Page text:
Sentencing Females in England
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The paper argues that the process of imprisonment for females is biased in England; the paper provides statistics that show the inherent sexism in the sentencing processing. The paper also argues that often women who commit crimes are homeless, jobless, or have mental illness. The paper considers solutions to the problem and contends that more women could be sentenced to community service and many could be treated for their addictions.
From the Paper:""The number of women in jail has risen by 145% in the last eight years, yet most women are jailed for non-violent crimes and pose little risk to the public" (BBC Jail 1). Statistics from 1993 to 2001 show that the number of women is increasingly yearly (BBC Why 1). In 1993 1,561 women were in jail. In 1995 1,979 women were in jail. The number started increasing even more in 1997 with 2, 675. However, the number of women in prison in 2001 was 4.045. Two reasons for the increase of imprisonment in women according to Prison Service Director General Martin Narey are "an increase in offences involving drugs and violence among women and an increase in the use of custody for women" (BBC Why 1). A change in sentencing practice has brought about this increase in women being incarcerated.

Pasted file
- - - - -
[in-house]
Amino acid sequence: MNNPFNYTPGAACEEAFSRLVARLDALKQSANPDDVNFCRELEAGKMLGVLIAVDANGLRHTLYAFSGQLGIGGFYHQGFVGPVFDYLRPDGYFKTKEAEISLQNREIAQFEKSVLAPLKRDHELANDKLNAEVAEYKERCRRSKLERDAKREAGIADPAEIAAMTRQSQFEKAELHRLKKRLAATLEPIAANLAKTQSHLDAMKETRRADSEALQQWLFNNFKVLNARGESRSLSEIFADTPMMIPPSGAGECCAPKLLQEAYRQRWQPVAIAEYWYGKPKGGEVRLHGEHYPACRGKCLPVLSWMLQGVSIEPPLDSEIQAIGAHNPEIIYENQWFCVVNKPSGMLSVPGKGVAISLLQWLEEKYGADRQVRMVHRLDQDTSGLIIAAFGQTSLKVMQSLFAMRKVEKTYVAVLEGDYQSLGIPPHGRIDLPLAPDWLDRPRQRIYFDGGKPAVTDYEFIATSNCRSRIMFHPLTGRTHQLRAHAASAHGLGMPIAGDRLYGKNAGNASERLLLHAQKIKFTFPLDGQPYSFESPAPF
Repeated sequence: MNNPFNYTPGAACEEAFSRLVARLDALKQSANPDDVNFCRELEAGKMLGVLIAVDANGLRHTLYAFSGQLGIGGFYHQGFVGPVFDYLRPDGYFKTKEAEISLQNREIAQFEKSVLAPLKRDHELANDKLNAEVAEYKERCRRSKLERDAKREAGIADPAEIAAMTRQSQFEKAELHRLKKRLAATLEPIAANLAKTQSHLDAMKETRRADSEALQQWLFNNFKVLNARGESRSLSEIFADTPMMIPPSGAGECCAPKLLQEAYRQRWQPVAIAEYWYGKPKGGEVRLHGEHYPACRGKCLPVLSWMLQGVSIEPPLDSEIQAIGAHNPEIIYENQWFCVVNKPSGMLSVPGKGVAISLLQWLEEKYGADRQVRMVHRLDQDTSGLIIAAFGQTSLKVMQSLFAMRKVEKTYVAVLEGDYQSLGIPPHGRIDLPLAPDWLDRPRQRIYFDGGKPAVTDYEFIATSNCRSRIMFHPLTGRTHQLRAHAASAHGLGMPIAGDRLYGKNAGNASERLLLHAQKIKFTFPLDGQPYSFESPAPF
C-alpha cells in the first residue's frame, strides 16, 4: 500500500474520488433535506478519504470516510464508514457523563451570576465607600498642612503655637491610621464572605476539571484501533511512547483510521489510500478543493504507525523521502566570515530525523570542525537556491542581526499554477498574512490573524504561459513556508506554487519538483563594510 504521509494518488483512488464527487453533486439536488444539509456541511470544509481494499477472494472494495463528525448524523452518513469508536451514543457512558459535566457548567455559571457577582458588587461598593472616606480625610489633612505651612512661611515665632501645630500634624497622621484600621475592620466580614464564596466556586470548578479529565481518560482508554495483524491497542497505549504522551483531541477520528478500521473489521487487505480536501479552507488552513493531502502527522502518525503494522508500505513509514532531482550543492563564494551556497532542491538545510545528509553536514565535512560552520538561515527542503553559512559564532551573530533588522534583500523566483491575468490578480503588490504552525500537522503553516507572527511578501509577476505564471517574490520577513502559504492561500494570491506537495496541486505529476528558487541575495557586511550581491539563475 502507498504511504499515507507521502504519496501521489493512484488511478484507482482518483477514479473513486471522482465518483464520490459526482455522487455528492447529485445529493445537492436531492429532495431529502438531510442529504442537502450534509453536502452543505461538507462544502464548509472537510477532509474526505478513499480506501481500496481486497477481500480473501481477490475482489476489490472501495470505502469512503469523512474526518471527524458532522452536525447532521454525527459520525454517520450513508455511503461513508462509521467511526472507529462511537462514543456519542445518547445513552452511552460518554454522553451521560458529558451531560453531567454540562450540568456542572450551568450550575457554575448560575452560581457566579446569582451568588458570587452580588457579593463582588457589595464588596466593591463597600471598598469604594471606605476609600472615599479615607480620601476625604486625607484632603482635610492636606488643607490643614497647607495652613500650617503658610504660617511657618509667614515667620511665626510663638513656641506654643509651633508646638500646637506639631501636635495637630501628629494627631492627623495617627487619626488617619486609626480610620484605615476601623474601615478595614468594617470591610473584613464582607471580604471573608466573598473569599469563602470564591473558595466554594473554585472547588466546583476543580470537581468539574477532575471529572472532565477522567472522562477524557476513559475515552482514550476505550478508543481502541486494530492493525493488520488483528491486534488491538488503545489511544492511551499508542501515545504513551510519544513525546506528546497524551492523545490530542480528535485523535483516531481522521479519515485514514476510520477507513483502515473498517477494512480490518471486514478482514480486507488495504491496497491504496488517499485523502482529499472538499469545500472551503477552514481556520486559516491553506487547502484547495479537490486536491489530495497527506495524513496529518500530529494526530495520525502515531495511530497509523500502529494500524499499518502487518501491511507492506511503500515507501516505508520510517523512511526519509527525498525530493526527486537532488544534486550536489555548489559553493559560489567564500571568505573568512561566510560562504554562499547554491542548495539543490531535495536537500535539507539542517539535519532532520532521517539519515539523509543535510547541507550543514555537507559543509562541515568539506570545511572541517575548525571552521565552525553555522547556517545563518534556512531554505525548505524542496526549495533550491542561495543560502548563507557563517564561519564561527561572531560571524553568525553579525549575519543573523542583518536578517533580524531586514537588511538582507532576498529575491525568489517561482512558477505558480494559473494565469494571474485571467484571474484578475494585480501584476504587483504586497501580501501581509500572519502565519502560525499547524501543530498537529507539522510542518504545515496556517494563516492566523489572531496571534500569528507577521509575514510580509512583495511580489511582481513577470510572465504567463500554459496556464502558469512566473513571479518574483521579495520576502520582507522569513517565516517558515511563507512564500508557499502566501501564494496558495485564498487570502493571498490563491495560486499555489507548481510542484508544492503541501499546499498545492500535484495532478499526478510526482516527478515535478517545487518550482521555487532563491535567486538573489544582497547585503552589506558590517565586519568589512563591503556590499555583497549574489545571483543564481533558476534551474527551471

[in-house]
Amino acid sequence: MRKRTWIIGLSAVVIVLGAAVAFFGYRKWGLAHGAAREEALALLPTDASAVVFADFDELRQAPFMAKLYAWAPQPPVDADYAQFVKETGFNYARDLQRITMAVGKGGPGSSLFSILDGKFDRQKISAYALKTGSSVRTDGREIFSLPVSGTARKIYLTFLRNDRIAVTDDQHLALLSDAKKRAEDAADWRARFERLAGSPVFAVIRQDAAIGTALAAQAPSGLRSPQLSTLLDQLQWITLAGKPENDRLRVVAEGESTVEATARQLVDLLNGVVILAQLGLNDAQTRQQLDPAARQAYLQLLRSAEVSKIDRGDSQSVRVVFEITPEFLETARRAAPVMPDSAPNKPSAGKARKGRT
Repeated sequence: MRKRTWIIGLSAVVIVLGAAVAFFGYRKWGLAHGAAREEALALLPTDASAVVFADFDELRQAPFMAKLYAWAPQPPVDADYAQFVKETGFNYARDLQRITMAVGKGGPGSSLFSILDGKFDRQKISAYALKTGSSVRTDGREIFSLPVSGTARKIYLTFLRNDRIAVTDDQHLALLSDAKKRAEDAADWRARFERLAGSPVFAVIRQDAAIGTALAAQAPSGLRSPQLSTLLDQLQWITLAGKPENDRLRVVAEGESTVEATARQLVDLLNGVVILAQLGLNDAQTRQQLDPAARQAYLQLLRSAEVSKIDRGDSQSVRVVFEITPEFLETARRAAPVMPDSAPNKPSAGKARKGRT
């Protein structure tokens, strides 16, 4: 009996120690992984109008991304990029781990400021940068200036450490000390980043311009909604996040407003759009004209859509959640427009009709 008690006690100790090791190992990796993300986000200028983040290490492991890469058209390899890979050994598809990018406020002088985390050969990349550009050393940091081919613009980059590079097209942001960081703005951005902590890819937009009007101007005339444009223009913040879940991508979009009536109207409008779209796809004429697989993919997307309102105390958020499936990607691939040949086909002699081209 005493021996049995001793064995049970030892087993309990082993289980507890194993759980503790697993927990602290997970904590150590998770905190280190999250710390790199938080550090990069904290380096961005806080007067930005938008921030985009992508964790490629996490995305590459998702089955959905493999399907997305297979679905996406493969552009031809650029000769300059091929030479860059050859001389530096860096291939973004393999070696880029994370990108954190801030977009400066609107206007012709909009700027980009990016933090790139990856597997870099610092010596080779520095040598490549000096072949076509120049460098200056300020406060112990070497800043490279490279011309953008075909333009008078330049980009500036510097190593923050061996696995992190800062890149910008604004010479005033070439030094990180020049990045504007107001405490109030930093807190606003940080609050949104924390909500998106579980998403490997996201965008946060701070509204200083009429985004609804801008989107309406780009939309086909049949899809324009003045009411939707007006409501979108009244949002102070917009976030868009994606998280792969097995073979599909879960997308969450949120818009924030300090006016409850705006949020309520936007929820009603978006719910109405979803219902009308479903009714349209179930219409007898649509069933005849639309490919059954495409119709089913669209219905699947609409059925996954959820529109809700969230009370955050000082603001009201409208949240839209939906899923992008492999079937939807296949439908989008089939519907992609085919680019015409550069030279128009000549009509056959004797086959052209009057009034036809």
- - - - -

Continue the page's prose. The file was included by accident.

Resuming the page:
"Another factor in sentencing women to prison is the care of the children. "...the head of a leading prison think-tank that the sentencing to jail of so many women was 'completely unnecessary' and led to up to 8,000 children being taken into care" (BBC Prisons 1)."
Cite this Persuasive Essay:
Sentencing Females in England (2003, September 28) Retrieved April 20, 2021, from https://www.academon.com/persuasive-essay/sentencing-females-in-england-32214/
"Sentencing Females in England" 28 September 2003. Web. 20 April. 2021. <https://www.academon.com/persuasive-essay/sentencing-females-in-england-32214/>